Love this kid to death ... and I will say it again ... parenting is a hard thing!


  1. My most vivid memories are not good ones. The one dream that sticks in my mind is that there was a snake on my bed. And when I woke up I saw it plain as day. I screamed...or thought I did...but nobody came to check on me. I ran to my parent's room and told my mom about the snake on my bed, and she told me to go back to sleep. She couldn't be bothered with my snake. I went back to my room and turned on my light. There on my bed lay an article of clothing, kind of wrapped up and in the dark it had looked like a snake. I went back to bed with the light on, still afraid of the snake, but also angry that nobody would promise me there was no snake. What I would learn before too long was that not only could my mom not be bothered to deal with my snake, but she couldn't be bothered with a lot of things. I'm so thankful Mason has a mom who will listen to his sniffles at night, and tell him you'll always be there for him.

  2. awww...poor mason :( i still have bad dreams and you do wake up feeling like they are SO real! so glad he knew to come to you and that his mommy would be there to make it better :)

  3. Yes, it is! Their little brains are just absorbing so much, so quickly. And their fears are very real to them. They can't comprehend the future and how things change...growing up, etc. It's called pure innocence and don't you just wish you could keep them that way forever?

  4. Heart breaking. And sometimes these things come out of the blue. Jakob has bever witness fire in a bad way and yet the minute he hears the sirens he FREAKS out. He says before he goes to bed, "the fire isn't going to get me mommy." Is fear innevitable?

  5. What a sweet little boy! Someone told me once that around the age of 6 or 7 years old is when kids start to have more "fear" of the world and bad things that can happen. My daughter is 7 and she had bad dreams sometimes too. She has to read books at night to fall asleep. We go in and she has books all over her bed and the light on and she is fast asleep. I wish our kids never had to be scared.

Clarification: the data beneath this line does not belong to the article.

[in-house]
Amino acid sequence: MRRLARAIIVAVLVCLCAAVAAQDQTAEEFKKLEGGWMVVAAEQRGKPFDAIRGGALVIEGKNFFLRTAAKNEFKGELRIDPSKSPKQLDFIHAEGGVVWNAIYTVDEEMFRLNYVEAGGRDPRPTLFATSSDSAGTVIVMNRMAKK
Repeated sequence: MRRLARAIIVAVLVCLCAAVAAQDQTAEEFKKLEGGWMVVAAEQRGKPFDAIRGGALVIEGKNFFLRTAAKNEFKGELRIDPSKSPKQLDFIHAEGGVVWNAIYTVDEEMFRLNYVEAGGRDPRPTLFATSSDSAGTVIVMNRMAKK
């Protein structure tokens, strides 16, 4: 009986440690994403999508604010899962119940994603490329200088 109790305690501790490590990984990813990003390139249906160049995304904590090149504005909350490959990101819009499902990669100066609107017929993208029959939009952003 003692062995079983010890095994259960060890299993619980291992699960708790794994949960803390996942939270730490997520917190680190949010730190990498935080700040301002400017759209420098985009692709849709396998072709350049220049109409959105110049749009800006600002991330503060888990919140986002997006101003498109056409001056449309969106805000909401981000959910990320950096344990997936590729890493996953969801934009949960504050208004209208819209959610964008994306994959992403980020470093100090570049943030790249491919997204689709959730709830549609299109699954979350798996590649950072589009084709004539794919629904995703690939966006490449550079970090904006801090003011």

And can I just say again, your kids are all SO darling! I love your blog! I hope you don't mind me reading it.

  6. Your post really hits home with me tonight. I wish I had the answer for you...but I'm as full of questions as you are. I spent the weekend with my sister in the hospital as she had a full hysterectomy.

    I recently had to have the conversation with my daughter who is now 8..about cancer. My sister has stage 4 breast cancer and while I wanted to keep it from my daughter for awhile while we learned to deal with our new reality...she overhead relatives talking and asked me point blank..."Is Auntie Marissa going to die". Ahhh, what do you say? You can't lie, but the truth hurts too much...and it's scary. It's scary for us, never mind when you are little child. I think all we can do is handle each situation with as much honestly as we feel they can handle...and raise them with the confidence, self esteem and security so IF something does happen, they know they were loved, understood and a treasure to us while we were here. Parenting sure is hard. I agree with Mason...I would like to stay a kid most days as well. Hugs!!!

  7. You are right, parenting is tough! So sorry for this sad dream for your sweet little boy!

  8. Yes Parenting is tough but you do a wonderful job of it. What a sweat hearted little boy. I kindof wish I had someone to drive me around everywhere as well, like a chauffeur (sp). :-)